Eileen Gu’s Instagram comment causes fury in China

‘Why can you use Instagram and millions of Chinese people from the mainland cannot,’ asked one social media user

Eileen Gu takes gold with dramatic final run in Beijing

Olympic gold medal freestyle skier Eileen Gu has upset some social media users with her comments about using VPNs in China.

The "Great Firewall of China" blocks numerous sites including Facebook, Instagram, Twitter, Google and YouTube. The government prefers to use local companies, registered in China, so it can have more control over their operations, tax, and content it deems sensitive.

Throughout the Beijing Winter Olympics, the pro-skier has been uploading inspirational posts about her experience at the games on Instagram, a blocked site, prompting one user to ask how she's allowed to use the restricted platform.

“Why can you use Instagram and millions of Chinese people from the mainland cannot, why you got such special treatment as a Chinese citizen. That’s not fair, can you speak up for those millions of Chinese who don’t have internet freedom,” the user wrote.

Ms Gu replied: “Anyone can download a VPN, it’s literally free on the App Store”.

Her response got screenshotted and posted on Chinese social media site Weibo, before quickly going viral, with many users claiming that they can’t use VPNs.

“Literally, I’m not ‘anyone.’ Literally, it’s illegal for me to use a VPN. Literally, it’s not f**king free at all,” one Weibo user responded.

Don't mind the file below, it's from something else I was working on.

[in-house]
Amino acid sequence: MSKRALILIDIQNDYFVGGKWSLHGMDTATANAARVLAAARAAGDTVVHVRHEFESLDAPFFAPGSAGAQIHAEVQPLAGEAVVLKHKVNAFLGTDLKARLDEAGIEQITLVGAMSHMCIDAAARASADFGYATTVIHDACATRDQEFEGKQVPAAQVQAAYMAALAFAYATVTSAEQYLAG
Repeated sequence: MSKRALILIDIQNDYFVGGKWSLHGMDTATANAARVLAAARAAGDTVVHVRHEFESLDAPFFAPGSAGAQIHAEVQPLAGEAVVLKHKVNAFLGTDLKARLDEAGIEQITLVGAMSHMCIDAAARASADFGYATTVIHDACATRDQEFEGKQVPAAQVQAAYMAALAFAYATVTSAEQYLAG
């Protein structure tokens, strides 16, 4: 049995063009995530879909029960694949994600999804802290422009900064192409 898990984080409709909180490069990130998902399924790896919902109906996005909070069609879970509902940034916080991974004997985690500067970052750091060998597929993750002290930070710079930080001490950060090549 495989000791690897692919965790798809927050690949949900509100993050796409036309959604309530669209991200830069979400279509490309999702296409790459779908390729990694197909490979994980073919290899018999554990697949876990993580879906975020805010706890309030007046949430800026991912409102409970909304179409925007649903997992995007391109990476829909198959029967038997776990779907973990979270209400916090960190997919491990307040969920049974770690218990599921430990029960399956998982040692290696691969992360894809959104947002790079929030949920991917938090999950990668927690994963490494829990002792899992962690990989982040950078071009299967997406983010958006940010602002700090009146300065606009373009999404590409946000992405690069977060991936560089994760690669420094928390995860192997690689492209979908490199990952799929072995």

The post was then censored after being shared thousands of times, after which more Weibo users waded in, highlighting the irony. “What is there to brag about a country where [that screenshot] can’t see the light of day?” wrote one user.

VPNs are commonly used in China to access restricted sites, their legality is a grey area. The Chinese government has vowed to block these services, eventually. However, as the Lonely Planet China guidebook states it is "yet to do so," claiming that even the government "uses VPNs".

It is extremely hard to download the majority of VPNs when already on the ground in China, "a VPN must be installed on devices before departing for China," states Lonely Planet.

Are VPN services legal in China? "The short answer is ‘sort of’,” states VPN provider NordVPN. "Using a VPN connection in China has not been publicly declared illegal, but a lot of them are banned in the country, and the government threatens to ban all VPN services for good."

At the heart of the VPN debate is a controversial discussion about Ms Gu's heritage and privilege. Dual citizenship isn't possible in China, and yet the athlete appears to straddle both the east and western worlds, previously stating: “When I’m in the US, I’m American, but when I’m in China, I’m Chinese.”

Many in China still see her as an outsider, and her VPN comment is part of a wider racially charged conversation. One WeChat user accused her of being an "American guest who is maximising her personal interests".

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